May 25, 2023 -- Scientists are seeking a cure for HIV via stem cell transplants on monkeys. Their research, published Thursday in the journal Immunity, describes the process by which two of four non-human primates were cured of HIV following stem cell transplantation.
HIV (human immunodeficiency virus), a virus that attacks the immune system, can lead to AIDS (acquired immunodeficiency syndrome) if left untreated. The first case of HIV being cured through a stem cell transplant occurred in 2009 when a Berlin man with HIV received stem cells from a donor with a mutated CCR5 gene, which normally codes for a receptor on white blood cell surfaces that HIV uses to infect new cells. The CCR5 mutation makes it difficult for the virus to infect cells, making this patient HIV resistant. Four more people have since been similarly cured.
This study was conducted on eight Mauritian cynomolgus macaques. All eight of the study's monkeys were infected with HIV. Four underwent a transplant with HIV-negative donor stem cells; the other four did not have transplants.
Two of the four monkeys that received transplants died, and two were cured of HIV after being treated for the graft-versus-host disease commonly associated with stem cell transplants. Both monkeys remain HIV-free today, four years after transplantation, reportedly the first time HIV-cured research animals have survived long term.
The scientists found that the animals overcame HIV in two ways. First, the transplanted donor stem cells helped kill the recipients' HIV-infected cells by recognizing them as foreign invaders and attacking them. Second, in the two animals that died, subsequent experiments verified that HIV infected the transplanted donor cells while they were attacking the HIV. The researchers determined that stopping HIV from using the CCR5 receptor to infect donor cells is necessary for a cure to occur.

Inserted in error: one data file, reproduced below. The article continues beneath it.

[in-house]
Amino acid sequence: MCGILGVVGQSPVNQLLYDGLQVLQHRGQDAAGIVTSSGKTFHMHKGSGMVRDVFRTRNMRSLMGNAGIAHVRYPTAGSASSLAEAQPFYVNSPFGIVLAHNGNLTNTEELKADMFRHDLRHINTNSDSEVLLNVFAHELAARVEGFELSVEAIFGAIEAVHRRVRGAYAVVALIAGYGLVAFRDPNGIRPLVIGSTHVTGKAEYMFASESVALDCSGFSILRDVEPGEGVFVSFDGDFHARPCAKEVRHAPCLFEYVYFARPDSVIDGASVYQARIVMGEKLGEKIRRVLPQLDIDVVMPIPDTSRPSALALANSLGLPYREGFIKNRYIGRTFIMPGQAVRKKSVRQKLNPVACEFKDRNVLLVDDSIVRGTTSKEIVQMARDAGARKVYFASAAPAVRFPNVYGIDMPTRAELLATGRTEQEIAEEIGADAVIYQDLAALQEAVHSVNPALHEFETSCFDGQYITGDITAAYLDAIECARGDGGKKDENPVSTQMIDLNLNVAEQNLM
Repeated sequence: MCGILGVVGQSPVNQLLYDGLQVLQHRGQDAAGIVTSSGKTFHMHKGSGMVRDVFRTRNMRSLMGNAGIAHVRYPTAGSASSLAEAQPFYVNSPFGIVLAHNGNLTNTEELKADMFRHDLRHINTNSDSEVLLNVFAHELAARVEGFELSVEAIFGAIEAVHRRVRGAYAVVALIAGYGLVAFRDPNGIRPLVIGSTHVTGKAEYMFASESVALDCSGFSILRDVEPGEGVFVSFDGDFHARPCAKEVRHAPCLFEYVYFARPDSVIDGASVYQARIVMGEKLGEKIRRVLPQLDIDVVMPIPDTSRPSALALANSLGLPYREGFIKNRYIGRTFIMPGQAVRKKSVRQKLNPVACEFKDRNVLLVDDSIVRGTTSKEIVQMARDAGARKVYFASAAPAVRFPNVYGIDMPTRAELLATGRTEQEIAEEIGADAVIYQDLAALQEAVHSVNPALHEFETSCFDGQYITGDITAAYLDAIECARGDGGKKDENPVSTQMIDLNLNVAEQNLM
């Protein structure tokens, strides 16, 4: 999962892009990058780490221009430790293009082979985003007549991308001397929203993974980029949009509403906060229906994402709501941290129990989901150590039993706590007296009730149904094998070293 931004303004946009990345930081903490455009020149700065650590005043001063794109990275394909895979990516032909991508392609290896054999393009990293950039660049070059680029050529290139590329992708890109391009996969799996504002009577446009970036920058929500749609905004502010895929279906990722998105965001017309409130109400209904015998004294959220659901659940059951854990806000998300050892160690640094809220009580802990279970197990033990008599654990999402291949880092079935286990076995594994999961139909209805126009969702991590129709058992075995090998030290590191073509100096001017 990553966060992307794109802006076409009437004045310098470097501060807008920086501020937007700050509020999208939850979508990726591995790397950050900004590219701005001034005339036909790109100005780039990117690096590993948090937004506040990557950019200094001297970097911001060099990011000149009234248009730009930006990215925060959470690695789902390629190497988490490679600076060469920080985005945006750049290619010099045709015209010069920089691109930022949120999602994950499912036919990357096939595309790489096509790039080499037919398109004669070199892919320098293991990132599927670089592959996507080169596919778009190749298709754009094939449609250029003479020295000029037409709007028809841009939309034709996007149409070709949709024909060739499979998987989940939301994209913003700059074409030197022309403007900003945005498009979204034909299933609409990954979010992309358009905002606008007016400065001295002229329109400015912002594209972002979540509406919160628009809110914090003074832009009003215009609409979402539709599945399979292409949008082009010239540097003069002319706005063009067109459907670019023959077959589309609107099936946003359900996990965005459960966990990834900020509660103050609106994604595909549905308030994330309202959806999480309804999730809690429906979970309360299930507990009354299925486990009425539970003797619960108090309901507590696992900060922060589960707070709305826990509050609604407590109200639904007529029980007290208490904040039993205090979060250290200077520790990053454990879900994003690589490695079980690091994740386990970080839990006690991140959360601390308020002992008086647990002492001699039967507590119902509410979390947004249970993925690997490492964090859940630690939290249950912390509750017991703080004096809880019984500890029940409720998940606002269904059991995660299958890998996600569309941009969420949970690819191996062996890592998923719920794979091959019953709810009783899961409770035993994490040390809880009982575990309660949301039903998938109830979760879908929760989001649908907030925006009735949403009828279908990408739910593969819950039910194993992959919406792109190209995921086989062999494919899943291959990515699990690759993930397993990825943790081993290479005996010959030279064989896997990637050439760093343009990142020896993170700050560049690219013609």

The researchers also discovered that HIV was cleared from the animals' bodies in a series of steps, beginning with the blood circulating in the monkeys' arms and legs. Next, HIV became undetectable in lymph nodes in the limbs, followed by lymph nodes in the abdomen.
The serial process of HIV clearance could help physicians evaluate potential cures and may help explain why HIV later returned in some stem cell transplant patients who initially appeared to be cured. The researchers hypothesize that those patients may have had a small reservoir of HIV in their abdominal lymph nodes that enabled the virus to persist and re-spread. They continue to study the two surviving animals, seeking to identify the specific immune cells involved.
"Five patients have already demonstrated that HIV can be cured," lead researcher Jonah Sacha, Oregon Health & Science University professor, said in a statement. "We hope our discoveries will help to make this cure work for anyone -- ideally through a single injection instead of a stem cell transplant. This study is helping us home in on the mechanisms involved in making that cure happen."